4. Jot down notes on the back of each business card you collect to help you remember who was who after the conference. Or, if you have Evernote, have each person hold up their business card to their face and snap their photo; Evernote makes the text on their card searchable, and you can post all of the photos under the title of the conference.
5. Be direct about what it is you want from the person you are speaking with. This is not the time to be shy in asking for what you want. Again, if you spent $595 on a conference, then (wo)man up and ask that amazing new contact if they can refer you to their huge new client, who just so happens to need your exact services. They can decline, but at least you won’t be left wondering “what if.”
6. Make every conversation a two-way street: now that you’ve asked that amazing new contact what they can do for you, let them know a couple of specific ways you can help them. One of my founding beliefs is that when you give good, you get good — so remember that opportunities lie in not just getting what you want or need, but in helping others get what they want or need.
7. Attend everything you can. Every missed session is a missed (paid) opportunity. Every missed meal is a missed (paid) opportunity. Every missed party is a missed (paid) opportunity. You get the picture.
1. Send thank you cards within two weeks. I’ll be honest: once I get back from a conference, especially big ones, my head is spinning, and when I sit down to look through business cards, I just want to put them in a box and sleep. What I try to do is write thank you notes while I am at the conference and then mail them afterward. I write them to new people I just met, to speakers who inspired me, and I’ve even written them to sponsors on occasion thanking them for sponsoring a great conference.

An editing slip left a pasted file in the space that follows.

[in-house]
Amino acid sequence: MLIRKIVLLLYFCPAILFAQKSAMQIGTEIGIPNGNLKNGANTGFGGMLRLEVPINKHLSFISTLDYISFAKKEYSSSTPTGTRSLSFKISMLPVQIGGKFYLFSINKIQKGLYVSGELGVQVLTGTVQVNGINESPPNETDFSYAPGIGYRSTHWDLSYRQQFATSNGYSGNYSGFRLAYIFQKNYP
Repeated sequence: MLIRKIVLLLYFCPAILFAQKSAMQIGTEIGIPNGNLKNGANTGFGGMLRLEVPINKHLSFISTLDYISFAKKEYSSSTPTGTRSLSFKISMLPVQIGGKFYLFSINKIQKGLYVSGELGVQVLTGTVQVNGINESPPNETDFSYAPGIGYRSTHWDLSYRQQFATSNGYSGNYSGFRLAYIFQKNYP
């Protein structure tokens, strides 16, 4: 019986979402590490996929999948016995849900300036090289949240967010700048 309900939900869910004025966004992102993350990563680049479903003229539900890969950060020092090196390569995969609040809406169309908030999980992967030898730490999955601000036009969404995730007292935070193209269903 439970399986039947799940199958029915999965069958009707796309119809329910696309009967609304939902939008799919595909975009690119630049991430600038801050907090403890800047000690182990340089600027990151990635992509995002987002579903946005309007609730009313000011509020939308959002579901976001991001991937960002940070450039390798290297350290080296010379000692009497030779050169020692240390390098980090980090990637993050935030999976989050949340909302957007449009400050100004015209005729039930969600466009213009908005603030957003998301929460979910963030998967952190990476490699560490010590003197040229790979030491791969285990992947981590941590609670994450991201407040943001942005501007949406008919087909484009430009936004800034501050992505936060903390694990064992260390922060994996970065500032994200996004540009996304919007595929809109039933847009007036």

2. Blog about it. If you just attended a business conference, I am guessing there are at least three potential posts: 1. Share your overall experience, 2. Share your insight/opinion of one specific panel topic, 3. Follow up on your pre-conference post. In addition to again further enhancing your credibility, another benefit of blogging about it is creating opportunities with those who did not attend the conference. It allows you to open up new dialogues.
3. Organize your experiences & put them into play immediately. A week after I attend a conference, I often forget what that oh-so-important idea was that I wanted to implement into my business. What I try to do now, and it’s not always easy, is to sit down and organize my notes right away into three categories: Implement, Save, Remember + Recycle.
4. Download data into your lists. If you collected data for mailing lists, download it right away and then plan to send an e-newsletter, newsletter or mailer to your list within a month after the conference. This helps keep your business fresh in their minds.
5. Follow-through on those e-mails and phone calls you promised with your new contacts. It is way too easy to drop the ball once you are back to reality. Make sure you reach out to your new contacts within a month after the conference.
These are just a small sample of very general tips to help you make the most of any business conference. Do you have more to add that have helped you?